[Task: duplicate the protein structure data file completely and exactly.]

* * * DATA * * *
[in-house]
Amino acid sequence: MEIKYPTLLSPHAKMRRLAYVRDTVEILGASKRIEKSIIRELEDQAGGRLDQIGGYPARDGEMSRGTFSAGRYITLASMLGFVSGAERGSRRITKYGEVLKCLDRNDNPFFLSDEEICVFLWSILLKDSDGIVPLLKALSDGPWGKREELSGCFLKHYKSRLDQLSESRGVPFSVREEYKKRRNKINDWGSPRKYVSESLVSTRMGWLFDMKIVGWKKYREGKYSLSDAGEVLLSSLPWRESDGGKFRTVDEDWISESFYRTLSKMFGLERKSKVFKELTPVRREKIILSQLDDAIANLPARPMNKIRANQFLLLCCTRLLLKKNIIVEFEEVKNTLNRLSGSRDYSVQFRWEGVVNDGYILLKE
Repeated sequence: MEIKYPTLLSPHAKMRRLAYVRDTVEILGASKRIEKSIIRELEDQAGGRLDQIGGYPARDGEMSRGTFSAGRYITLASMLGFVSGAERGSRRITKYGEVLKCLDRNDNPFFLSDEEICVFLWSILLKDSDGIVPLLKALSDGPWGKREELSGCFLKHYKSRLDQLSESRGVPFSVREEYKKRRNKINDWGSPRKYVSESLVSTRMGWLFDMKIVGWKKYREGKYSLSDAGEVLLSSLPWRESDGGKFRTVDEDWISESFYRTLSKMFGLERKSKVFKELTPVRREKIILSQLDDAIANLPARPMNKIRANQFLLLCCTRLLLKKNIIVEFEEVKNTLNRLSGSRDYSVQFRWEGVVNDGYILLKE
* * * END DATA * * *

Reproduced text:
[in-house]
Amino acid sequence: MEIKYPTLLSPHAKMRRLAYVRDTVEILGASKRIEKSIIRELEDQAGGRLDQIGGYPARDGEMSRGTFSAGRYITLASMLGFVSGAERGSRRITKYGEVLKCLDRNDNPFFLSDEEICVFLWSILLKDSDGIVPLLKALSDGPWGKREELSGCFLKHYKSRLDQLSESRGVPFSVREEYKKRRNKINDWGSPRKYVSESLVSTRMGWLFDMKIVGWKKYREGKYSLSDAGEVLLSSLPWRESDGGKFRTVDEDWISESFYRTLSKMFGLERKSKVFKELTPVRREKIILSQLDDAIANLPARPMNKIRANQFLLLCCTRLLLKKNIIVEFEEVKNTLNRLSGSRDYSVQFRWEGVVNDGYILLKE
Repeated sequence: MEIKYPTLLSPHAKMRRLAYVRDTVEILGASKRIEKSIIRELEDQAGGRLDQIGGYPARDGEMSRGTFSAGRYITLASMLGFVSGAERGSRRITKYGEVLKCLDRNDNPFFLSDEEICVFLWSILLKDSDGIVPLLKALSDGPWGKREELSGCFLKHYKSRLDQLSESRGVPFSVREEYKKRRNKINDWGSPRKYVSESLVSTRMGWLFDMKIVGWKKYREGKYSLSDAGEVLLSSLPWRESDGGKFRTVDEDWISESFYRTLSKMFGLERKSKVFKELTPVRREKIILSQLDDAIANLPARPMNKIRANQFLLLCCTRLLLKKNIIVEFEEVKNTLNRLSGSRDYSVQFRWEGVVNDGYILLKE